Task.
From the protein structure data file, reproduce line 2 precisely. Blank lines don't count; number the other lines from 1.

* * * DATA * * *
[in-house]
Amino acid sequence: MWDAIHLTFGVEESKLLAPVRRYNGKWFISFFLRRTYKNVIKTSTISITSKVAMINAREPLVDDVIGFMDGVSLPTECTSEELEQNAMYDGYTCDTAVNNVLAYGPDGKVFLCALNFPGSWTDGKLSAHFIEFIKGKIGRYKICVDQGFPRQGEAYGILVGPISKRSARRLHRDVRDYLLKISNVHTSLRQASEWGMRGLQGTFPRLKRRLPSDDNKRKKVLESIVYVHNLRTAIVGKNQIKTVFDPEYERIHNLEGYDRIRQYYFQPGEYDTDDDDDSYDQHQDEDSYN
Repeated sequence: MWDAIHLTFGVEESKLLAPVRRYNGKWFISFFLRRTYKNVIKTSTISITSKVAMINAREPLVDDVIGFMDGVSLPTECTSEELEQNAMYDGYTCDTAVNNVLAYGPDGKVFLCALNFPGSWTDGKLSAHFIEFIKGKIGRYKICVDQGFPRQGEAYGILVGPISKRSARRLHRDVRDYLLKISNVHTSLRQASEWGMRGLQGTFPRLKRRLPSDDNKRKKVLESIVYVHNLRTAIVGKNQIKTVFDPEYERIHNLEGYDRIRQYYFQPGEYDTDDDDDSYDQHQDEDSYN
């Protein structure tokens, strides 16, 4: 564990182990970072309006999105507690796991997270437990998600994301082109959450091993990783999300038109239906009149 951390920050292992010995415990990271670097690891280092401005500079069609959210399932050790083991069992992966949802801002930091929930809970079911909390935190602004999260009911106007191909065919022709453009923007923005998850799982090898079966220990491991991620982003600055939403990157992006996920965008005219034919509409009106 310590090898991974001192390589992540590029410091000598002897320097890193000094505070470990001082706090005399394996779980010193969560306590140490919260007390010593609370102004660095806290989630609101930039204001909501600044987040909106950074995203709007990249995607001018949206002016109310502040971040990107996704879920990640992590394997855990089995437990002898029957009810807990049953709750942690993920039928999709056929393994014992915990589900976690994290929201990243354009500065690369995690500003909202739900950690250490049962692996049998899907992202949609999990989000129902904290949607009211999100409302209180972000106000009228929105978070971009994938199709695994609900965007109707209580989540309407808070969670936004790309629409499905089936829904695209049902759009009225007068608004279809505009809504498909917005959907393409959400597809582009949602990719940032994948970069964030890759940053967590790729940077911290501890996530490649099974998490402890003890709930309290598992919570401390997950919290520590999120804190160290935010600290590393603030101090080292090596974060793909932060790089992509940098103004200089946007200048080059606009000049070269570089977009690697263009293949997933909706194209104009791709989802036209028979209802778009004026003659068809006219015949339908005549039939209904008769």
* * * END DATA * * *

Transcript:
Amino acid sequence: MWDAIHLTFGVEESKLLAPVRRYNGKWFISFFLRRTYKNVIKTSTISITSKVAMINAREPLVDDVIGFMDGVSLPTECTSEELEQNAMYDGYTCDTAVNNVLAYGPDGKVFLCALNFPGSWTDGKLSAHFIEFIKGKIGRYKICVDQGFPRQGEAYGILVGPISKRSARRLHRDVRDYLLKISNVHTSLRQASEWGMRGLQGTFPRLKRRLPSDDNKRKKVLESIVYVHNLRTAIVGKNQIKTVFDPEYERIHNLEGYDRIRQYYFQPGEYDTDDDDDSYDQHQDEDSYN